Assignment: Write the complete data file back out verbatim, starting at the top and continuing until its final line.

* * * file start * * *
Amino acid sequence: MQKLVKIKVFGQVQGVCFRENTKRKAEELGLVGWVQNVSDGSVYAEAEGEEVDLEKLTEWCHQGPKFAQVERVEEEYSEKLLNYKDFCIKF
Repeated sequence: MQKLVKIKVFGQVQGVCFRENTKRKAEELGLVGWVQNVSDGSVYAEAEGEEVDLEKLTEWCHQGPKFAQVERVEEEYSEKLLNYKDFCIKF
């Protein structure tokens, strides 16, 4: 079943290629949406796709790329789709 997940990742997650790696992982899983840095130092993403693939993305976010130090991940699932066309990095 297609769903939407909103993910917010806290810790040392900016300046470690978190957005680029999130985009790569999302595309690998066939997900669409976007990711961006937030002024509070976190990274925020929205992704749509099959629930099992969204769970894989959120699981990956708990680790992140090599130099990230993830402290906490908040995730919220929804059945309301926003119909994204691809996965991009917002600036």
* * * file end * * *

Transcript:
Amino acid sequence: MQKLVKIKVFGQVQGVCFRENTKRKAEELGLVGWVQNVSDGSVYAEAEGEEVDLEKLTEWCHQGPKFAQVERVEEEYSEKLLNYKDFCIKF
Repeated sequence: MQKLVKIKVFGQVQGVCFRENTKRKAEELGLVGWVQNVSDGSVYAEAEGEEVDLEKLTEWCHQGPKFAQVERVEEEYSEKLLNYKDFCIKF
């Protein structure tokens, strides 16, 4: 079943290629949406796709790329789709 997940990742997650790696992982899983840095130092993403693939993305976010130090991940699932066309990095 297609769903939407909103993910917010806290810790040392900016300046470690978190957005680029999130985009790569999302595309690998066939997900669409976007990711961006937030002024509070976190990274925020929205992704749509099959629930099992969204769970894989959120699981990956708990680790992140090599130099990230993830402290906490908040995730919220929804059945309301926003119909994204691809996965991009917002600036």